Proposed enhancements to Castlegar’s recreation complex are proceeding to an area-by-area referendum, which is not what project proponents were hoping for.
The Regional District of Central Kootenay’s (RDCK) board of directors voted 12-8 to proceed with an area-by-area referendum on enhancements to the Castlegar & District Community Complex (CDCC) after defeating a motion to hold an all-area referendum.
An area-by-area vote means that if the referendum fails in any of the participating areas — the City of Castlegar, Area I and Area J — then it fails in its entirety. Any vote under 51 per cent fails.
Given that the results of the Castlegar & District Recreation Commission’s last survey showed that only 49 per cent of respondents in Area I would support Option B enhancements, proponents for the enhancements will have some work to do if they are to be successful.
Andy Davidoff, director of Area I, was one of the 12 RDCK directors who supported an area-by-area vote and the only director who requested to be recorded as opposed to an all-area vote. (Directors are only counted as being opposed unless they specifically request to be recorded as opposed, in which case their name is listed under opposed in the minutes.)
“I think the reason the board chose that, from what was said by the members of the board, was that an area-by-area vote respects the voice and autonomy of each area and ensures that no area’s vote is marginalized,” said Davidoff.
The Area I director said that he’s heard from constituents that they support the area by area vote. He also said the recreation commission’s public feedback shows support for work being done at the CDCC.
“The rec commission has completed surveys and we’ve also completed a Recreation Master Plan and it’s pretty clear the majority of residents believe we need to do renovations to the complex and it’s getting to the point where work needs to be done,” said Davidoff.
Castlegar Mayor Lawrence Chernoff and Area J director Rick Smith supported an all-area referendum.
Sixty-three per cent of Castlegar respondents and 67 per cent of Area J respondents said they would support Option B in the last survey.
“It is what it is and I’m more than willing to do that,” Chernoff said of the area-by-area referendum. “It’s really going to be up to the people and when we started that process, that’s what it’s all about. They asked for these things. We did all those open houses, we did all that consultation.”
“I want to see it and I know that constituents want to see it go ahead to referendum, and hopefully we have a positive outcome,” said Smith. “And saying that we’ve got our work cut out for us to get everyone out to vote from all of the areas — the city, Area I, Area J — and it’ll be up to the voters to determine where we go.”
Chernoff also addressed the fact that the CDCC is subsidized by taxpayers, in that user fees do not cover the costs of operating the facility.
“Without the subsidy of taxation, you would never operate,” he said, pointing to the costs.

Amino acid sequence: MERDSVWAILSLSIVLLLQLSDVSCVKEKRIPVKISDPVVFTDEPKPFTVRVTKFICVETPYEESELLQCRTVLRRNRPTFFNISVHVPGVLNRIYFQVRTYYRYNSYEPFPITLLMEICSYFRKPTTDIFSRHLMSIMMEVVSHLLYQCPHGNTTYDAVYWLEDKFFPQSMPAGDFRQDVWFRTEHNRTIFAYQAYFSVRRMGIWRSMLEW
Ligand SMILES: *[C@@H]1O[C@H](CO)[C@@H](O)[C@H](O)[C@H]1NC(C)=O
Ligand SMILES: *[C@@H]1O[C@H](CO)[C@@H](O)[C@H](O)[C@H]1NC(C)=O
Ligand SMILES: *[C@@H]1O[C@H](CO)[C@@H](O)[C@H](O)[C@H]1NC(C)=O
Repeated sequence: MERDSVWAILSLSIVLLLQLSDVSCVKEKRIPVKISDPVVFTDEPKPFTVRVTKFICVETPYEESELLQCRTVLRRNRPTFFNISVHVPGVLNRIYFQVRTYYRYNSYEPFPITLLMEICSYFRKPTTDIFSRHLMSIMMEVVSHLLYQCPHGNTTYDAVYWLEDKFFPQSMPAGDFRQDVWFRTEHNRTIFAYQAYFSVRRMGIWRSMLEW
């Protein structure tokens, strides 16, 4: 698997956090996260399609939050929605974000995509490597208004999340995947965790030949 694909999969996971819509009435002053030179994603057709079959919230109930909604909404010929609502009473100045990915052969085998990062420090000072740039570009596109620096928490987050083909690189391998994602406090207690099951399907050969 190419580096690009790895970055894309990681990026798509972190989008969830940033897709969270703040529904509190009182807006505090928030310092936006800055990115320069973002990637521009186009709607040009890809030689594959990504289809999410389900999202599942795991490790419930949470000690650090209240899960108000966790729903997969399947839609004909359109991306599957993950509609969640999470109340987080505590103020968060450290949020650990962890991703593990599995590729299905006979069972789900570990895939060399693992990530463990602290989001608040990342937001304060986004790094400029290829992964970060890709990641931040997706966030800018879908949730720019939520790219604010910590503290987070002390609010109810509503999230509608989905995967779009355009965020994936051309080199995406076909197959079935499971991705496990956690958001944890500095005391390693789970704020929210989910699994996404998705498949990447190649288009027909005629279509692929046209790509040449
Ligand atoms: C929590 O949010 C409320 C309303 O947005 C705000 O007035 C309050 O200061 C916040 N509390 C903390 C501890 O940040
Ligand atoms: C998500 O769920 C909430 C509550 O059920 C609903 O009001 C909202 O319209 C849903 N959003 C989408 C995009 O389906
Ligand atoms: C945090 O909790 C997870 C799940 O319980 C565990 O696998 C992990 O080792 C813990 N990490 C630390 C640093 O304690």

Chernoff added that it’s standard for public recreation facilities to be subsidized in B.C.
Option B includes the following:
• Necessary items — demolition of the condemned storage area, acoustic improvements to the arena and additional hockey change rooms; two;
• Arena — a regulation-sized ice sheet, 150 spectator seats, team rooms and a lobby extension to facilitate more leisure skating activities;
• Social hub — a lobby expansion and upgrades, a new reception, a “fireside” room, a warm viewing area to the arena, administration offices and a multipurpose/party room;
• An indoor walking track;
• Pool — new leisure pool with water features, lazy river and beach entry, a change room retrofit, a universal change room expansion and a spray pad.
Potential impact on taxes
The proposal is to borrow up to $32,370,000 to cover the building cost of Option B.
The maximum increase on taxation — based on $2.32 per $100,000 of residential assessment for a $1 million loan with a 25-year term and 3.61 per cent APR — would be $75.10 annually per $100,000 of assessed value for residents of Castlegar, Area J and some residents of Area I.
Residents of Area I with properties from north of the intersection at Loff Road and Highway 3A to Playmor Junction, including Shore Acres and the Glade area, are not paying into the aquatic and fitness centres at the CDCC. If the enhancement proceeds, those residents would start paying into those services as well, which is another $28.40 per $100,000 of assessment.
So in total, those residents would pay up to an additional $103.50 per $100,000 of assessment.
But residents will only pay the maximum increase in the event that the project receives no grants and the tax base does not increase.
“Any grants or anything else, even growth over time — growth in the assessment base, so if there’s new businesses or new residential areas, anything that’s added to the assessment base — brings down the cost to everybody,” explained Jim Crockett, manager of recreation for CDCC.
He said that it’s reasonable to expect that the RDCK would receive grants for the project, if the referendum passes, but couldn’t say how big they might be.